I know education intimately. I’ve worked w/ urban schools, k-university, since 1990. At the district, state, & national levels. I’ve met w/ officials from across the globe (literally: Africa, Europe, Australia…). I have educator friends & colleagues around the country. So keep that in mind. The pro-DeVos argument is loaded w/ biased rhetoric. Let’s begin w/ […]
I’m taking early retirement this year. And it’s changed the way I view almost everything. For one thing, apparently it’s not retirement if you’re not old enough. It’s ‘separation.’ So perhaps what I’m having is separation anxiety…
Our culture defines us by what we do — our work, our roles. Now, I’m wondering what to tell people when they ask what I do… I could say, w/ all truth, that I write. But as the poet Mark Doty once told me, telling folks you write (poetry, especially) scares them more than telling them your partner has AIDS. Having watched passengers on the plane, sitting next to me, sidle to the edge of their seats away from me as I read (or write) poetry, I have to agree.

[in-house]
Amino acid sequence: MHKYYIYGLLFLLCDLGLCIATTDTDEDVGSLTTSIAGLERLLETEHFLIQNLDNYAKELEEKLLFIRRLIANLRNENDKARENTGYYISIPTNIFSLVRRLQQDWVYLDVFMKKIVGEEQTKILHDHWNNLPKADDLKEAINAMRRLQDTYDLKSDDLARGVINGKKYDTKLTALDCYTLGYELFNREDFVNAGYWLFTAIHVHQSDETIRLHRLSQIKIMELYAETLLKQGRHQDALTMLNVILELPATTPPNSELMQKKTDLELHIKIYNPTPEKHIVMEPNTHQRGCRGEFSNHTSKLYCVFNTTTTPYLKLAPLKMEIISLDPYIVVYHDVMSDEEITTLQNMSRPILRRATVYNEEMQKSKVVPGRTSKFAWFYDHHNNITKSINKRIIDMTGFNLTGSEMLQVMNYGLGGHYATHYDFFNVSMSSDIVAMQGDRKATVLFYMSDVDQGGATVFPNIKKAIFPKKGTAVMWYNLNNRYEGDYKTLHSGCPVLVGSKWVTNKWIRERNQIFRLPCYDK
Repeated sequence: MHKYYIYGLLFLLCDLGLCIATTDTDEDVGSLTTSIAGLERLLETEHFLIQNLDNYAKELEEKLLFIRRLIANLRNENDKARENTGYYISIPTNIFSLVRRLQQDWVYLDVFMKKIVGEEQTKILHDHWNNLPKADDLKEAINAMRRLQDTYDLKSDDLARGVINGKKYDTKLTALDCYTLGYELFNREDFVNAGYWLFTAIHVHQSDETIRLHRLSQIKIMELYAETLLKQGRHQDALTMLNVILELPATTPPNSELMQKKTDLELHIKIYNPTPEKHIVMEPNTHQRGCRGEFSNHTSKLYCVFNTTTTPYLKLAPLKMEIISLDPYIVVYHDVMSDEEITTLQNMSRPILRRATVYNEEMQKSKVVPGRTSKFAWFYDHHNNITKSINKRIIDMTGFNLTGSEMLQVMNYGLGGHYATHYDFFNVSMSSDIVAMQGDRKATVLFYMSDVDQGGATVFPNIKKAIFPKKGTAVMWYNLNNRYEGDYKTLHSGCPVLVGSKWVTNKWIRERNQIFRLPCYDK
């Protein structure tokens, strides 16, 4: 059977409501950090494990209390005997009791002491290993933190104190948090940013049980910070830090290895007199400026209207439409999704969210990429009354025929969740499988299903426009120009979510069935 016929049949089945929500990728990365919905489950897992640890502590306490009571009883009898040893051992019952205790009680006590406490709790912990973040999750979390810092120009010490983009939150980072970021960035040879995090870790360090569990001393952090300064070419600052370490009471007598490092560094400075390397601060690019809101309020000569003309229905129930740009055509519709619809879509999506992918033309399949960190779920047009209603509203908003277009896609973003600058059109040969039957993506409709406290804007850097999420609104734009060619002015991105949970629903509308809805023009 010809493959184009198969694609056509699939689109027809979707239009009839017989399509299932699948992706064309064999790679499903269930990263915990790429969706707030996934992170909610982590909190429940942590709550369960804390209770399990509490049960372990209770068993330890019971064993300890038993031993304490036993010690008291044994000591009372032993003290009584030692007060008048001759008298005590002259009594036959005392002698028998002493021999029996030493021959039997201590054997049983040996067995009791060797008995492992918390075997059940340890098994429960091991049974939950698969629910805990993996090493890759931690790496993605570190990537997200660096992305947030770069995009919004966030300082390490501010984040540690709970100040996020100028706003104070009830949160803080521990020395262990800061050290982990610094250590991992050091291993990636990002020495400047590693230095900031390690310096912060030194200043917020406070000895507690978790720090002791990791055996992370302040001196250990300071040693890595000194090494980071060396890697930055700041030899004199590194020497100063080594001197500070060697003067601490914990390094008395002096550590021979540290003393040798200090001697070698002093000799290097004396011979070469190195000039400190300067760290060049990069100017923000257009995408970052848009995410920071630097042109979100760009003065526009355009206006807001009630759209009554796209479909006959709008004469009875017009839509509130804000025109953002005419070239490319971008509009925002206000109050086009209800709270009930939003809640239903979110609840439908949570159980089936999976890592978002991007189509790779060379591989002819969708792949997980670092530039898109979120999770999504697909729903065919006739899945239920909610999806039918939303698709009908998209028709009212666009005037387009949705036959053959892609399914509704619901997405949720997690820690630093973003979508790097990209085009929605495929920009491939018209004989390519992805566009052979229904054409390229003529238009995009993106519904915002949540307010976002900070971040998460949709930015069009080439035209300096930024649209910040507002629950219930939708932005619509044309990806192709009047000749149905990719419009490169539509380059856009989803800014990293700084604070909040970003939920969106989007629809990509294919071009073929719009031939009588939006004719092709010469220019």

Right now, I’m teaching. Teaching is a huge part of who I am: I do it for a job; I do it for a hobby; I do it for free. I do it for love :). And I won’t stop teaching. But as I wind down this chapter of my teaching career, I seem to hear a kind of refrain: last time last time last time.
There’s a rhythm to a class schedule. While I change things every semester, I always include what I think of as my ‘core values.’ Community building at the beginning, blank puzzles for new writing groups. Journals, always. A colouring day or 2 or even 3. The mid-semester talk where I remind my students that ‘it’s just school.’ As each of these has occurred this semester, I’ve found myself thinking: last time.
It means even grading (which I HATE) is imbued with the patina of separation. It also means that at least now, for this semester, I understand living as if each moment was your last.
My knowledge that my time doing these tasks is ending gives them each a newness. It’s the actualisation of ‘live in the moment,’ I guess. So that I see each task as if it were, paradoxically, a first. That sense of excitement, the anticipation of the action. It’s both first and last time, if that makes sense. Each time.
So for the moment, I actually understand what Ram Dass meant when he said be here now. This afternoon, as I sat in circle with my students, I couldn’t help but think enjoy this moment ~ nothing lasts. And it made a perfect Tuesday class even more so…